The art of the schematic

Children & kids Books  · 

The art of the schematic

By Héctor Mellinas

Why is it, for no apparent reason, that cast bronze sculptures or paintings full of stick figures and freehand shapes make us feel uncomfortable? How can it be that we extol the lack of perfection in that which is the basis of our culture? Perhaps Javier Zabala and his illustrations will allow us to bridge this gap...

«Art isn’t art until someone says it is». This is one of the sentences that Julia Roberts’ character tries to refute in this clip from Mona Lisa Smile. In it, the teacher tries to make her students appreciate what we understand art to be for themselves, ignoring what leaders think and express.

Our society has decided that it doesn’t understand modern art, that shapes that present a distorted reality cannot be considered artistic because it looks like the artist hasn’t worked hard or made an effort. It’s art that we, as ordinary people, would never be able to create. That is where the artist’s charm lies, and people don’t stop to think about it as much as they should.

The difference between the artist and an ordinary person doesn’t lie in their ability to create supposed works of art, but in the fact that they are capable of reflecting on what they want to convey and thinking about how to capture it; the artist is different from most of us not because they can do, but because they stop to think. Vincent van Gogh used a bird as a metaphor for this situation, a bird that wanted to be free but was locked in a cage.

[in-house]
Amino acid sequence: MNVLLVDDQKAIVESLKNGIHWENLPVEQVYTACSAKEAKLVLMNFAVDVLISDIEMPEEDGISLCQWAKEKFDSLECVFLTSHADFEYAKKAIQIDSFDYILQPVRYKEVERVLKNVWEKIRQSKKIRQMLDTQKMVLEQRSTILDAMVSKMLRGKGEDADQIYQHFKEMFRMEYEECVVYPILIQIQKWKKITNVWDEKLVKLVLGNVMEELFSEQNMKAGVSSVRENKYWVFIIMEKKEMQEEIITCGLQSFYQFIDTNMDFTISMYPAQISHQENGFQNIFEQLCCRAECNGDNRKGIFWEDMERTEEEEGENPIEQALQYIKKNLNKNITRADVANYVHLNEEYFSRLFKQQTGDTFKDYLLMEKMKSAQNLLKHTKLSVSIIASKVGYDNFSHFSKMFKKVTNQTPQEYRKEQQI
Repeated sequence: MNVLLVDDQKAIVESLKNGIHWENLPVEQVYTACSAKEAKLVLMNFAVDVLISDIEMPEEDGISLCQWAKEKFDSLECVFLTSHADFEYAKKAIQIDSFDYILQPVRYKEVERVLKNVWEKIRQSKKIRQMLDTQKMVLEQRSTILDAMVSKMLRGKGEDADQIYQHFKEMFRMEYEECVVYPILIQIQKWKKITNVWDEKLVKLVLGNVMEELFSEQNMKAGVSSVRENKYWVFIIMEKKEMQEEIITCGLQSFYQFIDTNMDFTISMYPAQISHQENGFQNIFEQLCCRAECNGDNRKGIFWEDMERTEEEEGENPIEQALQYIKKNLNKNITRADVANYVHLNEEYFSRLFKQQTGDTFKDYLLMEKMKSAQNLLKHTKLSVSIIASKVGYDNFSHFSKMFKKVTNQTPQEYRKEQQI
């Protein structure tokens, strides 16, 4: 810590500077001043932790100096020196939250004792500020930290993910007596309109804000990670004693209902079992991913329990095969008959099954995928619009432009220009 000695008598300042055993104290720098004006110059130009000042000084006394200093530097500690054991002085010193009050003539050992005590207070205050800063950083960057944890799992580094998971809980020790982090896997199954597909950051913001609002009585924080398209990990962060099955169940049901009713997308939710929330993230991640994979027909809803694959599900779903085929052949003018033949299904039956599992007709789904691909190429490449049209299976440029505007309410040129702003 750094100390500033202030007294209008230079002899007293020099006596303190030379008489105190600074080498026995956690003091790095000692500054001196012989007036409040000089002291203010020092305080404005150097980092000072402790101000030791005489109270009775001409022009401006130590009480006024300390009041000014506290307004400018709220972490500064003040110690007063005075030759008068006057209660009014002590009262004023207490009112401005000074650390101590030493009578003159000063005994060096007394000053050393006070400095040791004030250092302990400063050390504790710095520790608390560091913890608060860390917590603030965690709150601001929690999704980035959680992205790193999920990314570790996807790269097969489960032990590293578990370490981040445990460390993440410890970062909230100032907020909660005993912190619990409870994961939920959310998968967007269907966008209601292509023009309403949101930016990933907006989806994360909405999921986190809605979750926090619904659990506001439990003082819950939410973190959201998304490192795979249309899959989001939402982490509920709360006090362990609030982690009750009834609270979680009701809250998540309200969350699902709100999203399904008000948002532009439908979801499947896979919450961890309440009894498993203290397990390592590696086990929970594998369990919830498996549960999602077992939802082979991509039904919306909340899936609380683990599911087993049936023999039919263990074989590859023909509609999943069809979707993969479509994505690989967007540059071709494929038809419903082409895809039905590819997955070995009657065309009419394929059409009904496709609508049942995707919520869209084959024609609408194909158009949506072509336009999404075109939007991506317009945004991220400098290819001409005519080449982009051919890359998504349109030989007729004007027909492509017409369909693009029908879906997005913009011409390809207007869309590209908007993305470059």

And that is why art is any expression of people’s concerns with a physical presence, whether it be on paper, marble or canvas, among other methods.

The works of Javier Zabala represent the epitome of the modern artist. His drawings, with uneven strokes, soft colors, similar in style to the surrealism of Paul Klee, schematics reminiscent of the work of Joan Miró, albeit with less expressiveness for one reason: Zabala illustrates the works of the most essential literary artists of our time.

If Árboles (Trees) is Mario Benedetti’s reflection on man’s impact on nature, on turning it into a picture book, then Zabala reminds us of how insignificant man is in an ancient environment.

Zabala reshapes a literary text by serving as a vehicle for its expression, thus giving it multiple layers of meaning. This is the artist’s achievement: to enhance the original works until he betters them. Additionally, viewing Zabala’s works gives us the chance to reflect on the dramatic shift required in our society’s attitude towards art.



Keywords in this post: Javier Zabala, illustration , art, literature , Julia Roberts

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